Today a college professor asked me if I’d come and speak to his class about alternative forms of writing—specifically, blogging. We talked about my 1,000 posts and I told him that if someone would have asked me when I started how many posts I thought I’d write, I might have be ambitious and said 100.
Then I started to think what I’d say if a student asked me how I came up with 1,000 posts. The answer that quickly came to mind was “bird by bird”—borrrowed from Anne Lamott (who lifted it from her father):
“Thirty years ago my older brother, who was ten years old at the time, was trying to get a report on birds written that he’d had three months to write, which was due the next day. We were out at our family cabin in Bolinas, and he was at the kitchen table close to tears, surrounded by binder paper and pencils and unopened books on birds, immobilized by the hugeness of the task ahead. Then my father sat down beside him, put his arm around my brother’s shoulder, and said, “Bird by bird, buddy. Just take it bird by bird.”
Bird by Bird: Some Instructions on Writing and Life
That’s good advice for quite a few situations in life. In screenwriting terms, if you write a page a day—you’ll have a screenplay in about three months. One thing that did help me with the blog was I was aiming for a 50,000 word book. Once you write ten 1,000 word posts and have 10,000 words in the can, it gives you a measure of confidence.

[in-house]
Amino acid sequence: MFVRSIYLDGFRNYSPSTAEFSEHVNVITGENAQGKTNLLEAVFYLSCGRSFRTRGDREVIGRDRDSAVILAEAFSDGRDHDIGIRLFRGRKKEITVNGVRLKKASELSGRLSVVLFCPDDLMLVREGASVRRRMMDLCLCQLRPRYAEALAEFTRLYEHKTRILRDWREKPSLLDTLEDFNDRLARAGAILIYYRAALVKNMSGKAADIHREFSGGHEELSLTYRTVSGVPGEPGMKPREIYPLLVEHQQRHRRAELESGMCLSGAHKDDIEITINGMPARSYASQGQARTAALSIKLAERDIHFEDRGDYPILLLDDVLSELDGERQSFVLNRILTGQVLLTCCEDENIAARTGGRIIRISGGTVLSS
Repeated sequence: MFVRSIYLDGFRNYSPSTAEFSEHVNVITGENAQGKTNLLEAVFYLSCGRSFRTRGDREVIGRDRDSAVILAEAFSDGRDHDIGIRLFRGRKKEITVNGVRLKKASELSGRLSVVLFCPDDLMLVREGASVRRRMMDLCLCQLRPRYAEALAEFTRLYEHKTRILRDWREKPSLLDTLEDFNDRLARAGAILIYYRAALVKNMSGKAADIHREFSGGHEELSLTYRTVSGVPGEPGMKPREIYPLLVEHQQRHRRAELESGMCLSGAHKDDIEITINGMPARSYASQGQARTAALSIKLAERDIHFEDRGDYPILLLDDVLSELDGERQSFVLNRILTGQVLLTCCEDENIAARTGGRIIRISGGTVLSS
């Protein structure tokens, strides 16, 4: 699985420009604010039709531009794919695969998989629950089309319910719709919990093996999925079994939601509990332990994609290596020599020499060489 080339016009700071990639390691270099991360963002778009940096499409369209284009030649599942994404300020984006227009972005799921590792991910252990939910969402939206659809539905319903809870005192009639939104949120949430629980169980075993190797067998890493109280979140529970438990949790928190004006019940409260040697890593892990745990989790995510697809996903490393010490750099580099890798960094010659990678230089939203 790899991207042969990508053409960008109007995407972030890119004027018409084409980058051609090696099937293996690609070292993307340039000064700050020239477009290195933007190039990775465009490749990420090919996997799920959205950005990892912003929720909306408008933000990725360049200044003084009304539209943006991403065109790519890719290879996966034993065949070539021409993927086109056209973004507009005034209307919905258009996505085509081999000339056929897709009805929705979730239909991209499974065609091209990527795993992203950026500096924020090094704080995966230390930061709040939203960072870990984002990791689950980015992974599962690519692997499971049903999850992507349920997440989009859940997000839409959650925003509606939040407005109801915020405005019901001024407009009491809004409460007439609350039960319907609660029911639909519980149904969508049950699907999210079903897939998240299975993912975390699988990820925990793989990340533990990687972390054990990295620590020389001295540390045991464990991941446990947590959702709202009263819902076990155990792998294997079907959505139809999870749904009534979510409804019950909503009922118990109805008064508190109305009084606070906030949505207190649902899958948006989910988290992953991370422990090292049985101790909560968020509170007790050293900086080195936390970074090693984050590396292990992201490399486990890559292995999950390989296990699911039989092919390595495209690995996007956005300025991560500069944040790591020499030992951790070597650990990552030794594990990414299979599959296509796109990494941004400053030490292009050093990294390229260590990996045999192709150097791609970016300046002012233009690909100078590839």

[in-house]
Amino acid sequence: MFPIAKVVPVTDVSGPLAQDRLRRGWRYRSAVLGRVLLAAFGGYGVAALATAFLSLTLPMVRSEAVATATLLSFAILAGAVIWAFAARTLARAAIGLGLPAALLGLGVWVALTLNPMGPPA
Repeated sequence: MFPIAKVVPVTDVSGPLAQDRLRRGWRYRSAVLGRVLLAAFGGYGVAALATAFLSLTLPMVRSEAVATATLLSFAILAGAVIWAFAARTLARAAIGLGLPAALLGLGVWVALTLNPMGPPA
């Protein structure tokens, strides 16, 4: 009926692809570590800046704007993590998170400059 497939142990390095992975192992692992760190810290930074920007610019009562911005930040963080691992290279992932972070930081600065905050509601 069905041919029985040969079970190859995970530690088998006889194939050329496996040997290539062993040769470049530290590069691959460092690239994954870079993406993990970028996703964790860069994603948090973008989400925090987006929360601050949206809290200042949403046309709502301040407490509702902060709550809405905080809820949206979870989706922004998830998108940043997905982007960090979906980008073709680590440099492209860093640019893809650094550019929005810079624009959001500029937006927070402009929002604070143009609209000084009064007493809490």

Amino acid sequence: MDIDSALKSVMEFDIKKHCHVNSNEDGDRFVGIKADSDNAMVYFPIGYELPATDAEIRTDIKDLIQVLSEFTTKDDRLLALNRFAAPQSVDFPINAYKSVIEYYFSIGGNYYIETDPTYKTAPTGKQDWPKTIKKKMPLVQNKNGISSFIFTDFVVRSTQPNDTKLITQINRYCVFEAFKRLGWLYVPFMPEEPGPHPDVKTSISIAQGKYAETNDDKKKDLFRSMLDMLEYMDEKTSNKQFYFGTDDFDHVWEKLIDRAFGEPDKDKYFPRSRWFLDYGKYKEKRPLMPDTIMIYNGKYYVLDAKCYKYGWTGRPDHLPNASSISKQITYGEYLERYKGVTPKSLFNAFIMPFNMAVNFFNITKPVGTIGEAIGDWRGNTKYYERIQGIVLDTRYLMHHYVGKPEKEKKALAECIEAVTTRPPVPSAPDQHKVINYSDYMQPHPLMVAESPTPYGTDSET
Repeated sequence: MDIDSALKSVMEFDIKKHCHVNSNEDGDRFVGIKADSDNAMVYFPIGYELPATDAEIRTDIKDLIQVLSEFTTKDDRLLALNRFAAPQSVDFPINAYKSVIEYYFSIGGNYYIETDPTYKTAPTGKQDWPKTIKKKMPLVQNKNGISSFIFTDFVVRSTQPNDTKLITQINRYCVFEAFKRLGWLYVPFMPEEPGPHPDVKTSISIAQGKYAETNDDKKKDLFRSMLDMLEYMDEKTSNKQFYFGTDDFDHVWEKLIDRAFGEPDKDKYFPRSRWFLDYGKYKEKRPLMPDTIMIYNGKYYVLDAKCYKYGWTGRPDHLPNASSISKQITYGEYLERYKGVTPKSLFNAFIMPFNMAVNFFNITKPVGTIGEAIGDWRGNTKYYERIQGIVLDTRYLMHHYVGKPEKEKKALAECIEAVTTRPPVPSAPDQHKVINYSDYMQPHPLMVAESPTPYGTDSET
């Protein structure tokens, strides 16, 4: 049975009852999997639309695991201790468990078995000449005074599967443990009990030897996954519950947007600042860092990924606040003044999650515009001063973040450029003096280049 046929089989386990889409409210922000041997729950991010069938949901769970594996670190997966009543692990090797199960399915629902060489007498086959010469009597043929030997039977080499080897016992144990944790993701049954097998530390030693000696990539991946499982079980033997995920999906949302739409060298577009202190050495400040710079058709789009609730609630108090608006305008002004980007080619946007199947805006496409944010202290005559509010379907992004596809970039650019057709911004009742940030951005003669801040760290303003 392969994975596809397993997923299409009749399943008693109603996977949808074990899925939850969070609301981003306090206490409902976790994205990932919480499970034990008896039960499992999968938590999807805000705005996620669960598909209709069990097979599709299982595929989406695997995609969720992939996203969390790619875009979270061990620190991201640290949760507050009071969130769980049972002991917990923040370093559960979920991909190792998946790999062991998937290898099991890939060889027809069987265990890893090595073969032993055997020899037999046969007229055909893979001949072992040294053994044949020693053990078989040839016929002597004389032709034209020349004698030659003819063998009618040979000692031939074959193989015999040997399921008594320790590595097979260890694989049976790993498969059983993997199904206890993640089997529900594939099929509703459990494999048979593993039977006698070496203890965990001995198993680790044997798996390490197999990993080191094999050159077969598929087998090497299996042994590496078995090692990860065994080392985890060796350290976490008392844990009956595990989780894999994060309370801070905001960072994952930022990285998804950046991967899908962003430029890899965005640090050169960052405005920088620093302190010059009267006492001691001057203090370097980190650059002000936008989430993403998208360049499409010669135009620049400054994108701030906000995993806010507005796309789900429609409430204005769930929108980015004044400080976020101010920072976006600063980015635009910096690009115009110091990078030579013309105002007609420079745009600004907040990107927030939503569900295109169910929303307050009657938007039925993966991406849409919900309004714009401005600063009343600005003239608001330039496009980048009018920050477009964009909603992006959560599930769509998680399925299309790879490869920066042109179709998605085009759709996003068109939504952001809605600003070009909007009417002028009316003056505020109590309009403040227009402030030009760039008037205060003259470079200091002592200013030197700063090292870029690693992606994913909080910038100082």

Stephen King says a goal of writing a novel can be accomplished in three months by just writing 1,000 words a day. That simple, practical, mathematical advice is always good to remember when your brain gets fogged thinking about art and inspiration. Writers write.
FYI: I took the above picture today of the mother and four baby birds that have been our house guest for the last week or so.